How to Have Difficult Conversations
When a difficult conversation is needed, how can we go about them to reach a resolution, whilst avoiding an abuse of power?
In my previous articles, I’ve explained why difficult conversations - where someone is challenged about their beliefs, choices, or actions -seem to be getting more difficult and why they can’t be avoided. So, when such a conversation is needed, how can we go about them?
Let’s start with a most helpful emphasis in Marcus Honeysett’s book1. He argues that good, servant leadership will be transparent about the formal authority structure in the organisation they serve. They will follow the processes that the organisation or church has mutually agreed on without short-circuiting them with anything underhand or ‘cloak and dagger’.
Here are three structures we use in our church. I put them out for an example, not as a blueprint. However, I think there is merit in the way they were constructed (before my time) to try to reflect the various checks, balances, and inputs from the various biblical passages on leadership and membership in the New Testament.
1. Members’ meetings
Here’s what our formal guidelines of church practice set out, so that everyone knows what the structure and process of decision-making is:
‘The meetings also give the elders and deacons the opportunity to share their ideas and plans. Open discussion and personal communication with leaders on all aspects of church life are welcomed. In following the teaching of the Bible and through discussion of how it applies to us, the church together seeks to discern the ‘mind of Christ’ for the church.
At members’ meetings sometimes formal decisions are made and ratified. Important issues that affect the life of the whole church…are brought to the whole church. Unanimous consent is sought on these issues.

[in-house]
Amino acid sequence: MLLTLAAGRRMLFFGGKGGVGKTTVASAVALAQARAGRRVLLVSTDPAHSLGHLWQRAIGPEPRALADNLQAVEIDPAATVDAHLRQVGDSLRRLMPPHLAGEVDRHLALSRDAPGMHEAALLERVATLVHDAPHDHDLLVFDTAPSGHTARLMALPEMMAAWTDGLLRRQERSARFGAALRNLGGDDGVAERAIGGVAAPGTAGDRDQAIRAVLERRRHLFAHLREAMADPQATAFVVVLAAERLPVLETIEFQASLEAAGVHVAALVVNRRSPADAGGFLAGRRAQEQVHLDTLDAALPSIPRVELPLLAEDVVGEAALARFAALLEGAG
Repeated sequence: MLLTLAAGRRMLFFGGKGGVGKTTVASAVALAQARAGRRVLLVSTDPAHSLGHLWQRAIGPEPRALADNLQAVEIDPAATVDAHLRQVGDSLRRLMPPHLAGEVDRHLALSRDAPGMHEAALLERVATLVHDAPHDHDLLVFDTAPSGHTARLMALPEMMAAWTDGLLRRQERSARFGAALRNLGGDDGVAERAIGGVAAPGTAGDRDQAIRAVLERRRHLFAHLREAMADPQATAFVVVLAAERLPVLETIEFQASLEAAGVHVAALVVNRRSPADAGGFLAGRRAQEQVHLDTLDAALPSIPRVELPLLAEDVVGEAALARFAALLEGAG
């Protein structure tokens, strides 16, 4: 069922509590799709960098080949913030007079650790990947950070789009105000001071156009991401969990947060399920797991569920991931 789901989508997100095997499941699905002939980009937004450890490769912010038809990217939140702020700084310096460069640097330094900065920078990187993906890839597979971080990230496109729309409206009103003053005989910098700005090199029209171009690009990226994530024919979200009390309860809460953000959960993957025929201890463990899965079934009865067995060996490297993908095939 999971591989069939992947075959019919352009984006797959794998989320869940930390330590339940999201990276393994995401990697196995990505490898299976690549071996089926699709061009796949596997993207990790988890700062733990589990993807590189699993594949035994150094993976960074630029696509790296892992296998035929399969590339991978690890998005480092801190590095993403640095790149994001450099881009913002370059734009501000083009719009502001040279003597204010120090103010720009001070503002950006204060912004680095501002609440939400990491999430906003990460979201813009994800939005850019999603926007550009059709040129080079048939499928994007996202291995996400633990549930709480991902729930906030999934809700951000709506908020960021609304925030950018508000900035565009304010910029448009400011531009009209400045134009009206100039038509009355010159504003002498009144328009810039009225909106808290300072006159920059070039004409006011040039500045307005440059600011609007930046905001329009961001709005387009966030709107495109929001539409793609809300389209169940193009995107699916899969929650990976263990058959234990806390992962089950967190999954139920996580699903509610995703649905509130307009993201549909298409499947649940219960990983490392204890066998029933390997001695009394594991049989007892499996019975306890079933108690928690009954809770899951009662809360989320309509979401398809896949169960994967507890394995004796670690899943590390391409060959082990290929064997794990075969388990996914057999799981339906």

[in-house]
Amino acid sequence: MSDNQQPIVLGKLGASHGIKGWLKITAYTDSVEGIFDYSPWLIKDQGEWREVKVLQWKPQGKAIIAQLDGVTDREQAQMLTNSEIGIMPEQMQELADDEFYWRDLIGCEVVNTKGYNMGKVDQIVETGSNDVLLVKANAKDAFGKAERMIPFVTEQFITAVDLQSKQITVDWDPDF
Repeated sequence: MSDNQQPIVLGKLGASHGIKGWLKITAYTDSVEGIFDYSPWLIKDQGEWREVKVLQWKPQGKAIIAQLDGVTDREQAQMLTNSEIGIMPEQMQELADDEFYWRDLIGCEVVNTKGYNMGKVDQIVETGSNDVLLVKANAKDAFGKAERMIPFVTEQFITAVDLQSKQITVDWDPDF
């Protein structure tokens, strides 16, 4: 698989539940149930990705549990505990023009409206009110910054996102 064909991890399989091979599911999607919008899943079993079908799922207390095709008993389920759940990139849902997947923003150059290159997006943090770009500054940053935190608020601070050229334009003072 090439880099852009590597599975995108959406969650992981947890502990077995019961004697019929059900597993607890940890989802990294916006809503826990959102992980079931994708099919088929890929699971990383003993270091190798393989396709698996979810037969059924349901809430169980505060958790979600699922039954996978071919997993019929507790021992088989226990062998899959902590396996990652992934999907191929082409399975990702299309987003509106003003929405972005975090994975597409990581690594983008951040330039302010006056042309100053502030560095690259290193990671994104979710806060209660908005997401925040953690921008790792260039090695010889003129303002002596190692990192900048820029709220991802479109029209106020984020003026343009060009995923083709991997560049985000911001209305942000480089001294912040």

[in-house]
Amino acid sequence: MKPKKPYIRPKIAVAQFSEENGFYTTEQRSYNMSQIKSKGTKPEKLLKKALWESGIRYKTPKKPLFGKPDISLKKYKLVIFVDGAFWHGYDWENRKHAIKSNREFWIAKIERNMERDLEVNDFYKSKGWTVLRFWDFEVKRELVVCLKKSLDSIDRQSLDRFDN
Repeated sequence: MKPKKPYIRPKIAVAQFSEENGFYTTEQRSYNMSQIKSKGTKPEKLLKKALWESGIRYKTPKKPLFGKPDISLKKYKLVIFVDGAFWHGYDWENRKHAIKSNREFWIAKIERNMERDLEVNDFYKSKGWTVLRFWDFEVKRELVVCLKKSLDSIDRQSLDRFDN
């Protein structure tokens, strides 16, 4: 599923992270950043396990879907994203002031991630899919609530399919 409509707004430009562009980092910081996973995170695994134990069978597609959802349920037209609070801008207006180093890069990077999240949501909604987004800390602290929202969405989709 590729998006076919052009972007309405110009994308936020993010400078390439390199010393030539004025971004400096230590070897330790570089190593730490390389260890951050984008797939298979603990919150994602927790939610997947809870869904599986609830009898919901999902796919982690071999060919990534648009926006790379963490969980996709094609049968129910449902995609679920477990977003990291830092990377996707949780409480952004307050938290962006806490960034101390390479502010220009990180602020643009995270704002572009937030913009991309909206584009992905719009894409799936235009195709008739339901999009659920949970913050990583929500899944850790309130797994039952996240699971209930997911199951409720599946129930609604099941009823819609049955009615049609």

The authority invested in elders is an authority which is to be consistent with the Bible’s teaching, and so consent is obtained by a fair use of Biblical arguments. Church members have the right to dissent from the actions of the eldership if they show sufficient scriptural ground for doing so.’
For example, we once appointed deacon who wasn’t married. A small number of members felt that wasn’t biblical as they were convinced that the requirements of 1 Timothy 3 required a person to be married with children. The elders listened to the viewpoint, and then responded with a reasonable argument from scripture that what the apostle was describing was a description of a typical person, not an exhaustive or exclusive list of what must be present.
The proof of that assertion was that Paul himself was single when he wrote, as far as we can tell (1 Corinthians 7). Though a married person with children can demonstrate important qualities required for office bearing, it is not impossible for a single person to do that. If such a person were later to marry and that then not exhibit the qualities required, then a review of that person’s continuing in office may be required.
The folks weren’t persuaded. So, their conscientious position was registered, but the rest of the whole church thought it right to continue. And we did that with mutual respect for one other’s biblical positions, but without being paralysed either. Now in all of this there is an asymmetry of power between elders and members, and elders need to be especially careful and wise as they use this power. It is not an easy tension to keep, but it is true to what we regard as our biblical, nuanced constitution. The structure serves us well.
2. Disagreeing and parting well
Sometimes things don’t work out quite as neatly. Here is an example from the Bible of a (very) difficult moment. Note it wasn’t about ‘right/wrong’; Paul didn’t accuse Barnabas of sin. It’s just that of the two ways forward, they couldn’t come to agreement. So, there was a parting.
Some time later Paul said to Barnabas, “Let us go back and visit the believers in all the towns where we preached the word of the Lord and see how they are doing.” Barnabas wanted to take John, also called Mark, with them, but Paul did not think it wise to take him, because he had deserted them in Pamphylia and had not continued with them in the work. They had such a sharp disagreement that they parted company. Barnabas took Mark and sailed for Cyprus, but Paul chose Silas and left, commended by the believers to the grace of the Lord (Acts 15: 36-40).